- Chimpanzees, humans' closest relatives, will face extinction within fifty years if the current rate of habitat destruction and hunting continues, a new study shows. Worst off is the Nigerian-Cameroonian subspecies - one in four - which is in rapid decline. Scientists give the chimp race only two more decades if nothing is done.
The Pan African Sanctuaries Alliance (Pasa) on Monday presented these preliminary research results at a press conference in Johannesburg, South Africa. The environmentalist group, which operates chimp sanctuaries all over Africa, had hired scientists to look into the survival possibilities of great ape species and its subspecies.
While the situation was found to be alarming for the chimpanzees at large, the most worrying situation is found in eastern Nigeria and Cameroon. Only about 8000 chimp individuals of the Nigeria-Cameroon subspecies are still living in the forests here, mostly on the Nigerian side of the border. At the current rate of their population's decline, the subspecies will face extinction within two decades.
According to the Pasa study, the Nigerian-Cameroonian chimp is facing an increasingly tougher fight for its survival. Its habitat is constantly declining by deforestation, new roads and encroachment of human settlements. Bush meat hunters are closing in to the chimps' last sanctuaries and diseases are flourishing as their habitat gets more concentrated.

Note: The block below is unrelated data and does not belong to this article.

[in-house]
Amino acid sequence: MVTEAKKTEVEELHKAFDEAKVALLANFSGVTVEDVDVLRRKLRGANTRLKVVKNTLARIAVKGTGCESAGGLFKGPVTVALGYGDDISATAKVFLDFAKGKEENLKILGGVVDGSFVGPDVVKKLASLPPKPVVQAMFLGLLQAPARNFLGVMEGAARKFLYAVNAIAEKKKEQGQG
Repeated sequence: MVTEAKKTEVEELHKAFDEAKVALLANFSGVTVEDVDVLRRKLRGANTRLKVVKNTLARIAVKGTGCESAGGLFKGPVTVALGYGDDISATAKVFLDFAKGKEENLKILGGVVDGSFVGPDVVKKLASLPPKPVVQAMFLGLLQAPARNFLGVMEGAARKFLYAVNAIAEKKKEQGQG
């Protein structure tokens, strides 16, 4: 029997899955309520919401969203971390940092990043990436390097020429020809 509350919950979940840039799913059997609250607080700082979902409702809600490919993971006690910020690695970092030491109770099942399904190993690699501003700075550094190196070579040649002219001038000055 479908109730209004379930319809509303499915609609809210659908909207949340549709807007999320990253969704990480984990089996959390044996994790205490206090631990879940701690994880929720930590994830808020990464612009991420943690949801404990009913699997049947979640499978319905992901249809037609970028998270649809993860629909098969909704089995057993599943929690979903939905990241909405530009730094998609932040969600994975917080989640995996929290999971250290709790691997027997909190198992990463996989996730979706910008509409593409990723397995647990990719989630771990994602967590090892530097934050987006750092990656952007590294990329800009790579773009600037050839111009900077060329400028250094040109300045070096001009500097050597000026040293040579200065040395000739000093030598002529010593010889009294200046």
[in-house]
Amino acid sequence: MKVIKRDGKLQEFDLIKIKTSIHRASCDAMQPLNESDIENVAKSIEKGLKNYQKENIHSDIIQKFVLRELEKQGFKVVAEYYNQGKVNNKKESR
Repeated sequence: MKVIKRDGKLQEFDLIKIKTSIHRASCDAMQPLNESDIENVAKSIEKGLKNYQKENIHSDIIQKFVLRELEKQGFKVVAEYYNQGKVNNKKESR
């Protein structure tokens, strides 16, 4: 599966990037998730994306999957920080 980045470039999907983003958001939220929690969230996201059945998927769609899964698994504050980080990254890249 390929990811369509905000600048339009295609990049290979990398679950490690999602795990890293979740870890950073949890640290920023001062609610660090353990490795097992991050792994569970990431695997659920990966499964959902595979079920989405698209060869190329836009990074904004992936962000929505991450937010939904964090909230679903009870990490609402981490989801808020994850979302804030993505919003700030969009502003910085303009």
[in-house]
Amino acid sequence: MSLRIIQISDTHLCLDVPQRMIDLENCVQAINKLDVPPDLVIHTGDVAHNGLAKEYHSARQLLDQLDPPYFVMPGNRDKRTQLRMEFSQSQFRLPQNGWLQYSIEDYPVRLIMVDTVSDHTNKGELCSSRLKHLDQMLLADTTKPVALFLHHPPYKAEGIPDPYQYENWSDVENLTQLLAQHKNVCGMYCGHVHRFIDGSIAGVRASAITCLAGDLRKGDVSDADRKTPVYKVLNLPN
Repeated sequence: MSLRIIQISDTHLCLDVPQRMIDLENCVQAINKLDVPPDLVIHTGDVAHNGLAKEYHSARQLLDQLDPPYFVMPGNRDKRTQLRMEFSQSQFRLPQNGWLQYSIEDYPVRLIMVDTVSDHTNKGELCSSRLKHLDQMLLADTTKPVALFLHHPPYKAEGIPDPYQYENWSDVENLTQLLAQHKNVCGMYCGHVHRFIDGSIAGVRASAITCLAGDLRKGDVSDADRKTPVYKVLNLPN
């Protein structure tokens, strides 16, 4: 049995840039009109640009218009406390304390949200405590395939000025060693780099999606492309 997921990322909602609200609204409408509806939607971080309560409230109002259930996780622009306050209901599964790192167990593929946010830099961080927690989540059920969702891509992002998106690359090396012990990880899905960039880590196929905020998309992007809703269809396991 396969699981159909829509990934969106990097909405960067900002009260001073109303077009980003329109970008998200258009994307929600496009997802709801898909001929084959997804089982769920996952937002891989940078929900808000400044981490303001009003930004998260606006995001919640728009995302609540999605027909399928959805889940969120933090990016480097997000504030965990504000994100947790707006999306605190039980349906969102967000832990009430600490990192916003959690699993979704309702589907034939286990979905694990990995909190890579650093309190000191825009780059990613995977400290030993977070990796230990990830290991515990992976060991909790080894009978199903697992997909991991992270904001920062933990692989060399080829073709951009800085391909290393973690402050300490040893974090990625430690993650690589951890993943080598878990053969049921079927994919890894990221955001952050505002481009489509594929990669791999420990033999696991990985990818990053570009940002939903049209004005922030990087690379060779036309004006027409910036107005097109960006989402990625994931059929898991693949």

While the Nigerian-Cameroonian subspecies is the most threatened, the three remaining subspecies also could face extinction within 50 years, Pasa warns. The Western subspecies, found in Côte d'Ivoire and westwards to Sierra Leone, is equally threatened. The Central subspecies, found from Gabon to Congo Kinshasa, is only partly better off. The Eastern subspecies, found from Tanzania to southern Sudan, remains the most viable race.
Pasa is an alliance of sixteen primate sanctuaries from all over Africa, created as a "crisis management" measure to host mostly orphaned chimps and other great apes. The sanctuaries also take care of injured, confiscated or otherwise unwanted apes. The grouping therefore has access to statistics on how many injured and orphaned chimps that are brought to sanctuaries all over the continent.
Professor Norm Rosen - an anthropologist with California State University in Fullerton who coordinates the ongoing Pasa study - assesses that for every orphaned chimp reaching the sanctuaries, ten animals have been killed. "The situation is much more critical than we thought," Mr Rosen commented the study in Johannesburg.
Currently, the sanctuaries organised by Pasa are housing an estimated total of 670 chimps, representing a 50 percent increase only during the last three years. This growth in orphaned and injured chimps had caused concern in the grouping and contributing to the ordering of the ongoing study.
Pasa was formed as an alliance in 2000 to coordinate the conservation work being done all over Africa. As the sanctuaries have "emerged on an ad-hoc basis resulting in crisis management," there had been a need for general guidelines for the establishment of authorities, management practices, primate management and health issues, according to Pasa.
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